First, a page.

Rejuvenated Nottingham chase Premiership dream
Nottingham Rugby chief executive Simon Beatham is enjoying their rejuvenation more than anyone.
Fifteen years of fulfilling various roles at a club means he has every right to.
Just over two years ago the Green & Whites - a club already no stranger to turbulent times - were riddled with financial problems and on the verge of folding.
Beatham, a former player, director of rugby and then board member, had just about given up hope of Nottingham surviving.
And bizarrely it was only the near demise of their tenants Notts County Football Club that spared them.
"We had a board meeting and had just about agreed that the rugby club wasn't viable anymore," Beatham told BBC Sport.
"That week everything at Notts County with Munto Finance fell apart, and if that had kept going for another few weeks then Nottingham Rugby could well not be here.
"It got to that difficult a stage where we were getting crippled in everything we were trying to do. We were really, really struggling."
Thankfully new owners salvaged the wreckage at Meadow Lane - both for the Magpies, and for Nottingham - and since then a board reshuffle at the rugby club has seen significant investment in the playing side and brought much-needed stability off the pitch.
Beatham, 38, added: "The way that the new owners have taken us under their wing is fantastic and that was the start of it. Before then we were struggling.
"We had the agreement here [with Notts County] and they would let us use the facilities but we were very much a tenant and worked on it that way.
"When Ray Trew, Luke Jones, Jason Brewer and Jim Rodwell as a group bought the club that shifted fundamentally, and the whole position within the organisation and their desire to help us be successful just increased dramatically.
"For many years we have been scraping along the bottom and been in survival mode.
"Since Christmas 2010, for the first time in a long time, we have had some stability and have actually been able to plan rather than just being in re-active, firefighting mode."
Beatham was appointed chief executive - a role that had previously been vacant because of the costs involved - and a steady stream of new players have been signed.
"That has been hugely beneficial both on the field and off it. Those improvements people can see on the field straight away because we sign a Filipo Levi or a Sean Romans.
"But it's also off the pitch and we are looking at how we can build the business of Nottingham Rugby so that it [Premiership rugby] is here and sustainable."
And now, despite a mixed season on the pitch, the Green & Whites have a realistic chance of reaching the Premiership via the Championship play-offs.
"We have as good a chance as anybody in that competition," Beatham said.
"There isn't a stand-out team like a Harlequins, Northampton or a Worcester that will get promoted again. Leeds are in the middle of the pack and Bristol have been in the Championship for a couple of seasons so this season, more than any, it is up for grabs."
To be talking about reaching the top-flight and all the financial reward and exposure that brings is a welcome relief - but something Beatham insists the club have never lost sight of.
"The ambition, as it always has been, is it to get into the Premiership," he added.
"With the new backers, that dream is that much closer. It's still an incredibly difficult thing to achieve but we have always believed that a city and a region the size of Nottingham could support a Premiership rugby side and our job is to make that happen."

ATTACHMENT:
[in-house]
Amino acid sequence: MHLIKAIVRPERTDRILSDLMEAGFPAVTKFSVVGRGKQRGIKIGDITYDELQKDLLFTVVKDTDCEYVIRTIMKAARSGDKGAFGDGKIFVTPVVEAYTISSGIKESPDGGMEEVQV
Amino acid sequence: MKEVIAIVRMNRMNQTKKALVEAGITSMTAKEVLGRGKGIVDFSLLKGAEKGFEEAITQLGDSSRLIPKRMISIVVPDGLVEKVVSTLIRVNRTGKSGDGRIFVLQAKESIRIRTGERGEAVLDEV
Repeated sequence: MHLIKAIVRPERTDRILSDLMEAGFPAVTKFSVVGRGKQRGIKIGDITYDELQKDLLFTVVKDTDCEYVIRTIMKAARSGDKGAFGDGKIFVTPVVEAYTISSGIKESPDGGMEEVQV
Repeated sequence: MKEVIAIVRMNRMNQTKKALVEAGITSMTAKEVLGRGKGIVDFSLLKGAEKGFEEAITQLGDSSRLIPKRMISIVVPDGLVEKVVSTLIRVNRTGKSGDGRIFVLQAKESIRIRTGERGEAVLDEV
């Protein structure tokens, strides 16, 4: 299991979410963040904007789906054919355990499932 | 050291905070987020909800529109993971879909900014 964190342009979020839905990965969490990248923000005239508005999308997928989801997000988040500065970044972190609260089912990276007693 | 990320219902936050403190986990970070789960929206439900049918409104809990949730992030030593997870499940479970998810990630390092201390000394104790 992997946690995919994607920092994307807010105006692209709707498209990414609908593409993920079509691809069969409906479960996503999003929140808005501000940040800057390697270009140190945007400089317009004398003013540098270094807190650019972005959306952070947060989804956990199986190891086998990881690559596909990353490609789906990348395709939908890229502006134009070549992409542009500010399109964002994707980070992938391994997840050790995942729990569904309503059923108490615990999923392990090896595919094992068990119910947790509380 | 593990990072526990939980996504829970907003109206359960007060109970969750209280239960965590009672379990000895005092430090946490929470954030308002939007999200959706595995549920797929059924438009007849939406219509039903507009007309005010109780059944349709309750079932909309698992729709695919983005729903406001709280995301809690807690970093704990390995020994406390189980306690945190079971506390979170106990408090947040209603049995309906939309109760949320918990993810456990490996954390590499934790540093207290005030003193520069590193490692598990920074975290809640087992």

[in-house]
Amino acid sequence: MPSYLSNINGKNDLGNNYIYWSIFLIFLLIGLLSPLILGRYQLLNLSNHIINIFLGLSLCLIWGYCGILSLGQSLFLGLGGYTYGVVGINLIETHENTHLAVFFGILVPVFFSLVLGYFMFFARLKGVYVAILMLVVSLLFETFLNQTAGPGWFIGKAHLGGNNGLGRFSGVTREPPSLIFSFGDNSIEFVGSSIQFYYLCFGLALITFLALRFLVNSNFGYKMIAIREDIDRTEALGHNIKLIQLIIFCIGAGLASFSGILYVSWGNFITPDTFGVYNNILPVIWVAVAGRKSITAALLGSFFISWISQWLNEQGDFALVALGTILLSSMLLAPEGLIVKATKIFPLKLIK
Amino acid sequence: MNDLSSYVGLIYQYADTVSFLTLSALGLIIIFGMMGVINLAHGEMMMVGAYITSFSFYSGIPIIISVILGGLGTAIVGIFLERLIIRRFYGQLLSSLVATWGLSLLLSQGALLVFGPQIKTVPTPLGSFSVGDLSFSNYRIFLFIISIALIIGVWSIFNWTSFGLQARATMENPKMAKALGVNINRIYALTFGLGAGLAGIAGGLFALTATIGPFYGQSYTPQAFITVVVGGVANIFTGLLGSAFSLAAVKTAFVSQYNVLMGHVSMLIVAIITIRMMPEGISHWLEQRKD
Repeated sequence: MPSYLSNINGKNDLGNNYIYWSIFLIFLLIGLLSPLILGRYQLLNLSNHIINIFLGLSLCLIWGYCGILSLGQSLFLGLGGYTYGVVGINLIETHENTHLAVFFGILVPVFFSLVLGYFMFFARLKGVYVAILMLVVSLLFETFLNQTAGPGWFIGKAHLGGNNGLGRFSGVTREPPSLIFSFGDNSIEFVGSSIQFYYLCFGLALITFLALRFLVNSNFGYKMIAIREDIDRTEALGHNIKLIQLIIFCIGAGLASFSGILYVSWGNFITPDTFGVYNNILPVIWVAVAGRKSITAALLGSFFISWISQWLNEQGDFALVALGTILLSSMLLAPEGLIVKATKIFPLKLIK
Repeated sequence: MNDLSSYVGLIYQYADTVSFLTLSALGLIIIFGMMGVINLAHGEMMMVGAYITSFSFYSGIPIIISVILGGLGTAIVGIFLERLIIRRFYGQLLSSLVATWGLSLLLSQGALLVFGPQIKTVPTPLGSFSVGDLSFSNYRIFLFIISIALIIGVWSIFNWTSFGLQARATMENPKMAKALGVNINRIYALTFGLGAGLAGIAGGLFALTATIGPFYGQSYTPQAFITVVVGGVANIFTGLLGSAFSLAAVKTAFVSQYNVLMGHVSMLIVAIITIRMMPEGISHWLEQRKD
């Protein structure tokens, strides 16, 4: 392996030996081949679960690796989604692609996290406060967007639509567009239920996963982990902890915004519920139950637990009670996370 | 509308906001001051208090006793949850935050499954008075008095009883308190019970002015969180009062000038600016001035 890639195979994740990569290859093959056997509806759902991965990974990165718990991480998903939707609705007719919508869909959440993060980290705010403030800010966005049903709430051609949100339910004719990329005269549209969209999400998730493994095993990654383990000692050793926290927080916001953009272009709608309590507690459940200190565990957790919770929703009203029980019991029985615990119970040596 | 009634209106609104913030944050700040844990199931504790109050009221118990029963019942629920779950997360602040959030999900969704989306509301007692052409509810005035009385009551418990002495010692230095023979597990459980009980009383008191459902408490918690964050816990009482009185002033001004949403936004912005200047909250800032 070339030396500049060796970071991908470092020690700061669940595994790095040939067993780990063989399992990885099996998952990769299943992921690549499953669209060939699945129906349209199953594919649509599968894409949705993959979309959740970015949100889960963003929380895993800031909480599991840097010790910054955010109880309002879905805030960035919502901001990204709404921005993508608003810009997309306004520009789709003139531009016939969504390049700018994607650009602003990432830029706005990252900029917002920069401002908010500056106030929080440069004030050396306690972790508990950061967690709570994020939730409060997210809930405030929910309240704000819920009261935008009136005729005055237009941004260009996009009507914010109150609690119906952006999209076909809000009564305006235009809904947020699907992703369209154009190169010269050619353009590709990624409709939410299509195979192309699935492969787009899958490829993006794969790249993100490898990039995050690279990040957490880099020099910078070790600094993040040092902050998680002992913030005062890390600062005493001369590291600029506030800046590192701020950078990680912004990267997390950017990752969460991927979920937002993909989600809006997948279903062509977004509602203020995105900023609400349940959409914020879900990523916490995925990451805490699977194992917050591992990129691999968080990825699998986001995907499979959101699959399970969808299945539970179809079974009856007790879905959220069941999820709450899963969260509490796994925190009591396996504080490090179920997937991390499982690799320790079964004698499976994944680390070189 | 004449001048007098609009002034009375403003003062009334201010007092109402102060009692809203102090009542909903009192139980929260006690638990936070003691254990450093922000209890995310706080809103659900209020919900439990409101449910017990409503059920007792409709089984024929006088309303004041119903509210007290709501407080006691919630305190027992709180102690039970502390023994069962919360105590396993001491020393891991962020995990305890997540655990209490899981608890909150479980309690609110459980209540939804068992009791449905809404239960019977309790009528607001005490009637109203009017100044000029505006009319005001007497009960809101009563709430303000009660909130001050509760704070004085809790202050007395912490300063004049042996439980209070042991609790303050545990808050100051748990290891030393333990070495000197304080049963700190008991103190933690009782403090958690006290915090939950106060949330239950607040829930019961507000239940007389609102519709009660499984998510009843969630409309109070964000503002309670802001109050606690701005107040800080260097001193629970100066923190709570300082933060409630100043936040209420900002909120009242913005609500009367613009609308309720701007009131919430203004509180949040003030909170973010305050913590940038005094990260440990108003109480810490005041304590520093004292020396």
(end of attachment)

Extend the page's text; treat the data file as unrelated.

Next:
That means long-term planning.
And events like the Family Big Day Out - which was scheduled for Sunday's home game against Leeds and would have seen ticket prices cut to £5 for adults and £1 for children before the cold weather intervened - are seen as the ideal way of ensuring the next generation of rugby fans.
But increasing crowds at Meadow Lane to a level that will sustain Premiership rugby is no easy feat - especially given the area's huge football heritage.
Average attendance in the Championship is just below 2,000 but Nottingham's aim is to bring in around 2,500. And they will have to move on to the next level if they reach the top flight.
"If you go into the Premiership, for a city the size of Nottingham, we would be looking to get an average crowd of 5,000-7000," Beatham added.
"And when we play side like Leicester or Northampton we would expect to get a spike on that.
"But we have to convert people and let them know because the reality is, if we did a survey in Nottingham many people would not know who we are, what level we play at or where we played.
"We have a long way to go but being in the Premiership changes all that.
"We think it's a really well kept secret and we want people to come and experience the rugby and introduce it to new people. It's about showing the product we have and trying to get people here with the hope they like it and come back.
"We think we have a value offering and want people to be aware of it. It's not a short-term gimmick, it's part of a longer-term growth strategy."
Raising the club's profile will be a lot easier given the Ali Willams factor.
The All Blacks World Cup winner made a huge impact in his short stint at Meadow Lane as a player and is now in an advisory role.
"The stature of him as a player is just phenomenal. We have to look how we can maximise his involvement and get the most out of it for us, and for him," Beatham added.
Success on the pitch would also complete a remarkable adventure for Beatham.
"I came 15 years ago as a player, got injured early and went straight into coaching, so was director of rugby for eight years and then a board director," he explained.
"So having been in the depths of the third division, not knowing where we were going to get a team from and playing in Lydney on Christmas Eve with 10 people watching, to having a genuine chance of going into the Premiership is a fantastic journey."